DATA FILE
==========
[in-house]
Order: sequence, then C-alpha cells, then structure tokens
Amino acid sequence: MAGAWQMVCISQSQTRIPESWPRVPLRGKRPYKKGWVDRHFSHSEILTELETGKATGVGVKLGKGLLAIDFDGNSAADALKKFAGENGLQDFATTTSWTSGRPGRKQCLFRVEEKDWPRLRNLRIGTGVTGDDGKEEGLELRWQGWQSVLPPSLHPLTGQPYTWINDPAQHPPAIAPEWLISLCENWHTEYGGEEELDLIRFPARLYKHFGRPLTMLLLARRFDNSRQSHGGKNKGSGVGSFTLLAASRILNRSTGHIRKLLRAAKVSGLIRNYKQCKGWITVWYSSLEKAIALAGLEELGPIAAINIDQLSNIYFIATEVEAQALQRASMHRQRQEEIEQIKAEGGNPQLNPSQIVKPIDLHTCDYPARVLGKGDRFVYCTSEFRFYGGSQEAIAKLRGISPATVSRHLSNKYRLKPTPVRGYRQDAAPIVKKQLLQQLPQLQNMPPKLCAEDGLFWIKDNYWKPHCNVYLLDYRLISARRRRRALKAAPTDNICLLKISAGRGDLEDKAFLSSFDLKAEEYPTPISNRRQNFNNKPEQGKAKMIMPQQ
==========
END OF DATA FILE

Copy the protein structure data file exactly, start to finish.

[in-house]
Order: sequence, then C-alpha cells, then structure tokens
Amino acid sequence: MAGAWQMVCISQSQTRIPESWPRVPLRGKRPYKKGWVDRHFSHSEILTELETGKATGVGVKLGKGLLAIDFDGNSAADALKKFAGENGLQDFATTTSWTSGRPGRKQCLFRVEEKDWPRLRNLRIGTGVTGDDGKEEGLELRWQGWQSVLPPSLHPLTGQPYTWINDPAQHPPAIAPEWLISLCENWHTEYGGEEELDLIRFPARLYKHFGRPLTMLLLARRFDNSRQSHGGKNKGSGVGSFTLLAASRILNRSTGHIRKLLRAAKVSGLIRNYKQCKGWITVWYSSLEKAIALAGLEELGPIAAINIDQLSNIYFIATEVEAQALQRASMHRQRQEEIEQIKAEGGNPQLNPSQIVKPIDLHTCDYPARVLGKGDRFVYCTSEFRFYGGSQEAIAKLRGISPATVSRHLSNKYRLKPTPVRGYRQDAAPIVKKQLLQQLPQLQNMPPKLCAEDGLFWIKDNYWKPHCNVYLLDYRLISARRRRRALKAAPTDNICLLKISAGRGDLEDKAFLSSFDLKAEEYPTPISNRRQNFNNKPEQGKAKMIMPQQ